I was free.
And while I was homeless, and couch surfing. I felt so free and it was incredible. So liberating… and I had so much joy.
I was meeting new people every day through my work. My workmates were wonderful and this new city had me so anonymous and empowered.
I found I could go anywhere and do anything and no one was going to say a single word!
Going to work wasn’t a chore, it was a goal. And I do believe that I was happy. Albeit a little lonely at times.
Every night, I tried to call my daughter.
Every night I failed. Either no one would answer (thanks caller ID) or I would be hung up on. But I didn’t stop calling. I would call a dozen times over the evening.
I was missing my daughter so much. I ached inside and my arms ached without her. So I had to keep my mind and body busy so I could function.
It took me less than a week to find the local skatepark and I started going their regularly after work. I would finish at 4 after not taking a lunch break and I’d hit the waterfront.
It took a few weeks of pottering around before I started getting waves and hello’s when I turned up. And eventually i got brave enough to start a conversation with some of the skaters.
One, who worked at the park was really friendly and we got chatting a lot. I’d often bring J an energy drink in the evenings and he introduced me properly to a bunch of the locals which was awesome.
I made friends. And I started getting invited places, and to the indoor park, on street missions…. And J would often come along when he could.
There were a couple of separate groups. The skateboarders and M. And the inliners and P. And J kind of floated between the groups. But it was cool seeing both sides, and meeting so many people who were so far out of my normal world, and my work world that it felt like a whole new lifestyle.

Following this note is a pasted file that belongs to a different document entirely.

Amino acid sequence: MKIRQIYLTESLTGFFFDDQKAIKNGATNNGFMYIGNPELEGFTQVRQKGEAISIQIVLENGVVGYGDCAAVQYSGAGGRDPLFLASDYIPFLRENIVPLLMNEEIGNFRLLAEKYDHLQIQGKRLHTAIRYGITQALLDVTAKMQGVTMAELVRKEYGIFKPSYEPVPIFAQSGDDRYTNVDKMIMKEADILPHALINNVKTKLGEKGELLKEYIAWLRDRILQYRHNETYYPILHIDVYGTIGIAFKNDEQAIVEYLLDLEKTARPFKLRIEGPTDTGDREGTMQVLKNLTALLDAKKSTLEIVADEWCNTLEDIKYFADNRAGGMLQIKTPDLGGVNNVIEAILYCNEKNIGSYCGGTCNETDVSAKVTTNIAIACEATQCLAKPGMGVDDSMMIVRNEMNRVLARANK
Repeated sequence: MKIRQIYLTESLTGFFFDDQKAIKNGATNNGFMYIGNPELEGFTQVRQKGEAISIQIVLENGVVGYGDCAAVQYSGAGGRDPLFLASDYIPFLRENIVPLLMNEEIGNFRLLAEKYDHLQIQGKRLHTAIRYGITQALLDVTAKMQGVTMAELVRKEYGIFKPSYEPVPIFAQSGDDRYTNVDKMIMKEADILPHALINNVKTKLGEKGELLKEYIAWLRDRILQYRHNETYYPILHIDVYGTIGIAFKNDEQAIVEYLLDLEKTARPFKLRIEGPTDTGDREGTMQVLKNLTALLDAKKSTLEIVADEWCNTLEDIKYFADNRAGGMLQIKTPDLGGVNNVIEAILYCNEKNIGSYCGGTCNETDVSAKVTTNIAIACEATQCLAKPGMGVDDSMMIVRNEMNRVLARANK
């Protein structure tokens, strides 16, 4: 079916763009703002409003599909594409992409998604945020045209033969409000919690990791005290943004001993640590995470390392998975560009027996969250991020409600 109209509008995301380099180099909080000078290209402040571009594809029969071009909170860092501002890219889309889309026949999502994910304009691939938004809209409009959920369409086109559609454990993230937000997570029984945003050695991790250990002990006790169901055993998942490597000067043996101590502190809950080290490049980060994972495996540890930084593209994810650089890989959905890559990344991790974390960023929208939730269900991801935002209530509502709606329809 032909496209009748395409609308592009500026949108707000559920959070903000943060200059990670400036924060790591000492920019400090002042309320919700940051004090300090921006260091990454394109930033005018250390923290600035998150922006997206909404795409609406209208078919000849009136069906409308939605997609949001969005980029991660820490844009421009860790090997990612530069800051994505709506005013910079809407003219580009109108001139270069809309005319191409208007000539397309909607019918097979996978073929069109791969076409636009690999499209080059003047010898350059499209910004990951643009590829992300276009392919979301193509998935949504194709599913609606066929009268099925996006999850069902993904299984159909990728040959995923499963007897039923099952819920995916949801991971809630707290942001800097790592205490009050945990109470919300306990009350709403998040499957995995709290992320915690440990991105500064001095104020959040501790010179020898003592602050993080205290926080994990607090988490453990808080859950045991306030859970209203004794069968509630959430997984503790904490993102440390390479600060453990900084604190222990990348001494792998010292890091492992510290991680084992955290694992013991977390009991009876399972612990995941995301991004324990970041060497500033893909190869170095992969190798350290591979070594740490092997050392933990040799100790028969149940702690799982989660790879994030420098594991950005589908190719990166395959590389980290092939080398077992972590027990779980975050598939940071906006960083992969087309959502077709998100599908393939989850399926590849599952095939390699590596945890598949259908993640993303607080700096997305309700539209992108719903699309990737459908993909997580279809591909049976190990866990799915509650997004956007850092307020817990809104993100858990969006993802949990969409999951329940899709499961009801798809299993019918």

I would crash at J’s apartment in town frequently after late night mish’s where I’d missed the train to the family members where I was staying, and was stuck in town. And his flatmates were all really chill. No one minded an extra, and I’d buy dinner sometimes or shout the movies in return.
And I was still couch surfing to a degree, until I decided maybe it was time to find a proper space to stay. An actual bed of my own.
So J helped me find a place. He knew someone who knew someone (he seriously knew the entire city I swear) and so I went and looked at a house, with a psych professor and a programmer. The most random guys I’ve ever met and both fascinating and hilarious.
So I took the room!
They introduced my sheltered self to a whole other world too. As they were big drug users. Many an evening was spent getting completely blazed, and discussing the big issues surrounding society and human beings. Incredibly smart men. Very strange but comfortable lifestyle.
My Dad brought a truck down with my furniture. And I was moved in properly a few weeks later. It was in walking distance to work which was awesome and right in the inner city.
We had a heap of fun in that flat, even though I spent a lot of time out socialising.
I will never forget how they would traumatise Amway sellers and door knockers in general.
Or how they would smoke weed like it was cigarettes.
C lived in a wardrobe which was a little bit hilarious too. It took me weeks of trying to figure out the flat, when I finally got up the courage to ask where the heck Craig slept!
Because our other flatmate had the front room. Next to mine.
I knew where the lounge, kitchen and bathroom were. Lounge in the centre and kitchen by the door. Then bathroom behind the kitchen.
But the 3rd room was puzzling me, as I thought there was a wall behind the kitchen and bathroom. I couldn’t see where a third door was.
Well, the boys thought this was hilarious, so Craig (after about dying laughing) showed me his room.
What I had thought was just a wardrobe, was actually a doorway!
It looked like one of those big old Narnia style freestanding wardrobes, but instead of containing clothes, it contained the biggest room of the house! With a large room, ensuite and a conservatory!
I ended up spending a lot of time there, jamming on the guitar with C while he drummed or played keyboard. And hanging out. He gave awesome back massages and I would often trade dinner cooking duty for a backrub! It was bliss.
The only flaw in my new life so far, was the missing chunk of my heart that was my baby.
I would often think about what I’d escaped. Why I’d run so far, and how I could have changed my current outcome.
It’s not that I wanted to, because I knew I couldn’t go back to that toxic relationship that had consumed me entirely. But I wished I could get my daughter back. I would have done almost anything – except sacrifice myself for her.
I focused a lot on my escape. And my happiness.